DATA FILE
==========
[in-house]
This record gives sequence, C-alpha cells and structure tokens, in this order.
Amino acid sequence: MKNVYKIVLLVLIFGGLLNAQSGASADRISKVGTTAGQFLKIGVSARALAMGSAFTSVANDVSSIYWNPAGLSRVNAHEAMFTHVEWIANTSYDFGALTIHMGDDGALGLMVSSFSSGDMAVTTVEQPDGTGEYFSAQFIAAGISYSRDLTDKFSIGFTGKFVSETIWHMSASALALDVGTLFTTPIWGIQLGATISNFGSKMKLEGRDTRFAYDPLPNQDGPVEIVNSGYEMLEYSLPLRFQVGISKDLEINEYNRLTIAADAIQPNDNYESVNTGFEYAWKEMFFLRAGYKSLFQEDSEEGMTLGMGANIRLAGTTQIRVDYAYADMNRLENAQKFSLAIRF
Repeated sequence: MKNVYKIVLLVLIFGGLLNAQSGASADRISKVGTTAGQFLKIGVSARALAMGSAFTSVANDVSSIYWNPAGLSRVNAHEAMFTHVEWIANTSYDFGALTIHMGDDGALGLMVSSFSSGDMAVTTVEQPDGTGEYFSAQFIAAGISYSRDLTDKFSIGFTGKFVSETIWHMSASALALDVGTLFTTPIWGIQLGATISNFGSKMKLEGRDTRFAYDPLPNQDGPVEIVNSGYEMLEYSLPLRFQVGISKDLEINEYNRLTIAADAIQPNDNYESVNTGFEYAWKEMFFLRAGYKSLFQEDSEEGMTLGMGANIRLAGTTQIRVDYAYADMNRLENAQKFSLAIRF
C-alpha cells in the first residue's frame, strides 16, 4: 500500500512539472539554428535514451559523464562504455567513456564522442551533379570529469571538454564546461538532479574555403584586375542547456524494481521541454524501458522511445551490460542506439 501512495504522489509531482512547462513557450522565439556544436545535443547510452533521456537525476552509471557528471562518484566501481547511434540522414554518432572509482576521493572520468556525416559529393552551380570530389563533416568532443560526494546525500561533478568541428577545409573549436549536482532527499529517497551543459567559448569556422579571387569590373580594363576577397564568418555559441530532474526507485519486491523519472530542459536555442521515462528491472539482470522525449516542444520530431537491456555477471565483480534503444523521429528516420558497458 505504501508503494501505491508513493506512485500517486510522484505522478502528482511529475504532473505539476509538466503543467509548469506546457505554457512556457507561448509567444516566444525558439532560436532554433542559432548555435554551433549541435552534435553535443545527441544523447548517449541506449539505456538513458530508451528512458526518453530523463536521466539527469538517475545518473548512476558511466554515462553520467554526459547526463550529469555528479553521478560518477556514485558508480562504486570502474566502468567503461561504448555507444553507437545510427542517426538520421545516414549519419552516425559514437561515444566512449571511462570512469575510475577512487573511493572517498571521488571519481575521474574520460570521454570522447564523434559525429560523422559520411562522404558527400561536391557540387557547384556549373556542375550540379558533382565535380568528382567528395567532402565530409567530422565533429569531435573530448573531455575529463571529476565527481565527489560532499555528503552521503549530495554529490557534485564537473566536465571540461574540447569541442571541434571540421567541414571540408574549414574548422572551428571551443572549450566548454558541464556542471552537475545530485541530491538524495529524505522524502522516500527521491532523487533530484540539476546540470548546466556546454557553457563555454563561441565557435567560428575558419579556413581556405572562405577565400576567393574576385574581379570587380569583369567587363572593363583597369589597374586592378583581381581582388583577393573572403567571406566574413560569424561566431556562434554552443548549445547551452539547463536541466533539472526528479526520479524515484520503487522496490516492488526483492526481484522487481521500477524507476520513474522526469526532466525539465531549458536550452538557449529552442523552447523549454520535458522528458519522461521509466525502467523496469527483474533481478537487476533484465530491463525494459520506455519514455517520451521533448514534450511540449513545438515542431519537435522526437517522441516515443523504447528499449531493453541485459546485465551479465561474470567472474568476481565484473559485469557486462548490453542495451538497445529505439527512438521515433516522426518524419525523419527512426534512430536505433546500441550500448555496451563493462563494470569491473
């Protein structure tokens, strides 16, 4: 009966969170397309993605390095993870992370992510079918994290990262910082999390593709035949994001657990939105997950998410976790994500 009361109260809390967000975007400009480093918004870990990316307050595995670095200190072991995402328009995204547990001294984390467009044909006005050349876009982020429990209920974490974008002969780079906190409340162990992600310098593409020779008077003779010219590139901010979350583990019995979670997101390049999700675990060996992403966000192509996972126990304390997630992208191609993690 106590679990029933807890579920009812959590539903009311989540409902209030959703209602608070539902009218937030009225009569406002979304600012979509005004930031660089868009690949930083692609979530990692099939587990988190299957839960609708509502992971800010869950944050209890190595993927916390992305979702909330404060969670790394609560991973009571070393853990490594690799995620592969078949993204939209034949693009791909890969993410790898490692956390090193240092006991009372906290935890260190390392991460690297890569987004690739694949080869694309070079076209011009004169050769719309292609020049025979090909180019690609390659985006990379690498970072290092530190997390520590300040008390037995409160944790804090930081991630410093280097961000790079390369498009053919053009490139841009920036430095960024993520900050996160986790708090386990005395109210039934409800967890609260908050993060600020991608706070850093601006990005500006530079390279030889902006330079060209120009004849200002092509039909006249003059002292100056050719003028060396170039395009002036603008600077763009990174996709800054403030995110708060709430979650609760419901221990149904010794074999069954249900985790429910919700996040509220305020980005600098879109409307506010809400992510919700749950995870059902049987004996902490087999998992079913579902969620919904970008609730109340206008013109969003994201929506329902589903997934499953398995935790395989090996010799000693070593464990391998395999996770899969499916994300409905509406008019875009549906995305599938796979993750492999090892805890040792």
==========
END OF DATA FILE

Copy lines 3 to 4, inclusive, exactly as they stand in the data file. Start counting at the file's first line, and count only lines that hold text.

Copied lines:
Amino acid sequence: MKNVYKIVLLVLIFGGLLNAQSGASADRISKVGTTAGQFLKIGVSARALAMGSAFTSVANDVSSIYWNPAGLSRVNAHEAMFTHVEWIANTSYDFGALTIHMGDDGALGLMVSSFSSGDMAVTTVEQPDGTGEYFSAQFIAAGISYSRDLTDKFSIGFTGKFVSETIWHMSASALALDVGTLFTTPIWGIQLGATISNFGSKMKLEGRDTRFAYDPLPNQDGPVEIVNSGYEMLEYSLPLRFQVGISKDLEINEYNRLTIAADAIQPNDNYESVNTGFEYAWKEMFFLRAGYKSLFQEDSEEGMTLGMGANIRLAGTTQIRVDYAYADMNRLENAQKFSLAIRF
Repeated sequence: MKNVYKIVLLVLIFGGLLNAQSGASADRISKVGTTAGQFLKIGVSARALAMGSAFTSVANDVSSIYWNPAGLSRVNAHEAMFTHVEWIANTSYDFGALTIHMGDDGALGLMVSSFSSGDMAVTTVEQPDGTGEYFSAQFIAAGISYSRDLTDKFSIGFTGKFVSETIWHMSASALALDVGTLFTTPIWGIQLGATISNFGSKMKLEGRDTRFAYDPLPNQDGPVEIVNSGYEMLEYSLPLRFQVGISKDLEINEYNRLTIAADAIQPNDNYESVNTGFEYAWKEMFFLRAGYKSLFQEDSEEGMTLGMGANIRLAGTTQIRVDYAYADMNRLENAQKFSLAIRF